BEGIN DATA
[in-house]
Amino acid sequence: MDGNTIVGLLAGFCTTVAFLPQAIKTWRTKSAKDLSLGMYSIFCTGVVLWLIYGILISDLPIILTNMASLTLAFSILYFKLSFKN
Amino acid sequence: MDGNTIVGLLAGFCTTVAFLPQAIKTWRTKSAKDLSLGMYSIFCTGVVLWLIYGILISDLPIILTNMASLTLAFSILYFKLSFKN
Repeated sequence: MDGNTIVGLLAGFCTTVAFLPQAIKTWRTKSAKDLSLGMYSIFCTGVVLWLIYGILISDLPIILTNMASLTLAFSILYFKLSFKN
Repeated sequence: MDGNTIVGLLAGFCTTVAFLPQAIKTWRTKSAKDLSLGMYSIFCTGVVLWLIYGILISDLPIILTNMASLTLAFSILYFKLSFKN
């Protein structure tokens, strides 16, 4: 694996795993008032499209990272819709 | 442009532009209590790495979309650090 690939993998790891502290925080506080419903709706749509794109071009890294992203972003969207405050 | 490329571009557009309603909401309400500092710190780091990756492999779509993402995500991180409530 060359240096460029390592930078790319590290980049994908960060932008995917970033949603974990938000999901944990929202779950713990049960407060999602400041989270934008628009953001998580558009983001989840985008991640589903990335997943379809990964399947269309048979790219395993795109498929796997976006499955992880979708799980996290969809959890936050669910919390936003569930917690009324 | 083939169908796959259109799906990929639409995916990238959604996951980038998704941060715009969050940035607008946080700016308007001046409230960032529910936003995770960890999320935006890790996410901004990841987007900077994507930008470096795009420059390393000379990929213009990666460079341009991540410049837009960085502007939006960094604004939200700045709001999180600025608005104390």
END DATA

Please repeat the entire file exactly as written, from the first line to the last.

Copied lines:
[in-house]
Amino acid sequence: MDGNTIVGLLAGFCTTVAFLPQAIKTWRTKSAKDLSLGMYSIFCTGVVLWLIYGILISDLPIILTNMASLTLAFSILYFKLSFKN
Amino acid sequence: MDGNTIVGLLAGFCTTVAFLPQAIKTWRTKSAKDLSLGMYSIFCTGVVLWLIYGILISDLPIILTNMASLTLAFSILYFKLSFKN
Repeated sequence: MDGNTIVGLLAGFCTTVAFLPQAIKTWRTKSAKDLSLGMYSIFCTGVVLWLIYGILISDLPIILTNMASLTLAFSILYFKLSFKN
Repeated sequence: MDGNTIVGLLAGFCTTVAFLPQAIKTWRTKSAKDLSLGMYSIFCTGVVLWLIYGILISDLPIILTNMASLTLAFSILYFKLSFKN
């Protein structure tokens, strides 16, 4: 694996795993008032499209990272819709 | 442009532009209590790495979309650090 690939993998790891502290925080506080419903709706749509794109071009890294992203972003969207405050 | 490329571009557009309603909401309400500092710190780091990756492999779509993402995500991180409530 060359240096460029390592930078790319590290980049994908960060932008995917970033949603974990938000999901944990929202779950713990049960407060999602400041989270934008628009953001998580558009983001989840985008991640589903990335997943379809990964399947269309048979790219395993795109498929796997976006499955992880979708799980996290969809959890936050669910919390936003569930917690009324 | 083939169908796959259109799906990929639409995916990238959604996951980038998704941060715009969050940035607008946080700016308007001046409230960032529910936003995770960890999320935006890790996410901004990841987007900077994507930008470096795009420059390393000379990929213009990666460079341009991540410049837009960085502007939006960094604004939200700045709001999180600025608005104390």